Do you have any experience with the Unichip? Let us know your thoughts below.

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Filed Under: Toyota Tundra Accessories


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  1. tmac says:

    gotta use premium fuel thats a major drag

  2. Mickey says:

    Tmac if it helps with the added horsepower of mpg savings then it may as well be worth it. Time will tell. Then if it does as well as it’s advertised then I can see $600 for it. I haven’t got my income tax yet and it looks to be a good candidate.

  3. tmac says:

    ya id hafta see someone else do it and check out the mpg that it actually saves you.
    Where are u and what does gas cost there ?
    Cuz in vancouver the regular costs around 3.85 a gallon roughly converted.
    It would hafta save me quite a bit to be worth it…….

    • jim says:

      It may have been $ 3.85 a gallon then but regular now at about $1.23 a litre works out to about $5.50 for a imp gal. So premium would be pushing $6.00 if not more if you buy name brand gas.

  4. Mickey says:

    Oohh mann I way cheaper than you. Right now unlead regular is $1.85 and premium is $2.05. I live just north of Jacksonville, Florida. If I go 15 miles north to the border of Georgia unlead is $1.73 and premium is $1.95. SO I go get the premium every other tank.

  5. tmac says:

    ouch we get f’ed…
    great place to live honestly but cut the cost of living is ridiculous

  6. tmac – Yikes! My hat’s off to you sir – driving a Tundra in a place where gas costs $4 is a major commitment. Hope that truck is doing everything you need it to!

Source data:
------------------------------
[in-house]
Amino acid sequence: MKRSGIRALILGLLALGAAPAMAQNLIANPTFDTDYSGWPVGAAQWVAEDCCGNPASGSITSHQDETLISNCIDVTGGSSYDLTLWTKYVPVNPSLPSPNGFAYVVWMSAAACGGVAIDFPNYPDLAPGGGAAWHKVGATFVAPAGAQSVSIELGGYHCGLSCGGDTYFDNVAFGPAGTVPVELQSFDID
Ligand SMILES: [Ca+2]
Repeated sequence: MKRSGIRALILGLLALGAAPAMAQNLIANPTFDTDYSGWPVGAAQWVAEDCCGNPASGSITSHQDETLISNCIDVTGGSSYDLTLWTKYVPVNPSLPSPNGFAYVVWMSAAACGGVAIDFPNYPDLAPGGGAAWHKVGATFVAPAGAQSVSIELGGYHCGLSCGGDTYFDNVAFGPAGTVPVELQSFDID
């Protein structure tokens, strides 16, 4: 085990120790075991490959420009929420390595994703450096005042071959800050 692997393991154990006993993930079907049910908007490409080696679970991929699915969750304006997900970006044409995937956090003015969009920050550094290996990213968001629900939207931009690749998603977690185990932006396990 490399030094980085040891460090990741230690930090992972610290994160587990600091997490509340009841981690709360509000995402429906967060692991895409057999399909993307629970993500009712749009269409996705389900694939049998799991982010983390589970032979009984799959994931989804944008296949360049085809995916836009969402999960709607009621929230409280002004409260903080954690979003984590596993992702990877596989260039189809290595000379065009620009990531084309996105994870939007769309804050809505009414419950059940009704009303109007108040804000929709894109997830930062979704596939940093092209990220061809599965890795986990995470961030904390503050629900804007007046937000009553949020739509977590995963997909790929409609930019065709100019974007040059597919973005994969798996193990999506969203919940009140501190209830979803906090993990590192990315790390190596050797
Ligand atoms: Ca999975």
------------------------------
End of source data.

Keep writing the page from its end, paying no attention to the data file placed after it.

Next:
7. tmac says:

    well i need it for the job, its my baby but its also a work truck for sure and it gets the job done for sure.
    i had 1700 hundred pounds of drywall in a month ago, and a couple of months ago i had 2400 hundred pounds of drywall mud in it, barely sagged the supension.
    plus my work covers most of my mileage in fuel costs. just out of curiousity what does it cost for a fill up ?

  8. Mickey says:

    I just filled up at an Exxon which was $1.99 per gallon premium. It cost $44 for 22 gallons. This was in Georgia.

  9. ingle says:

    if money isn’t an issue then I would definitely love to get one of this.

  10. tmac says:

    gasp gasp, choke choke….
    are u f’in kidding me ??!!
    44 bucks, not even in my dreams dude, last tank cost me 78 dollars in canadian play money
    get this though when gas was at its highest last summer i filled up once for 110

  11. Mickey says:

    Wow… I feel for you…. Man that’s high.

  12. Steven Hitchcock says:

    when ’87 octane was close $4 a gallon here in orlando I had to fill up from almost completely empty after a 334 mile round trip towing a boat. When I say almost completely empty, i mean the gas light was on for the last 40 miles before i filled up. I didnt want to take the chance of running out of gas before getting to my house to I stopped at a 7-11 and filled up. At $3.97 a gallon it ran me $104.00 to fill up. I’m so glad its dropped back down to under $2/gal

  13. xtreme6669 says:

    Micky, the ad right next to the article claims its now only $379…. Is that not true for the Tundra? Why do you say its $600?

  14. xtreme6669 says:

    Never mind… I just realized that’s for Superchips….. I just assumed that since the article was about the unichip that the ad would be for there product….

    and you all know what happens when you ASSUME……!

  15. Mickey says:

    XZtreme I constantly make mistakes so it’s nothing to worry about.

  16. Tex says: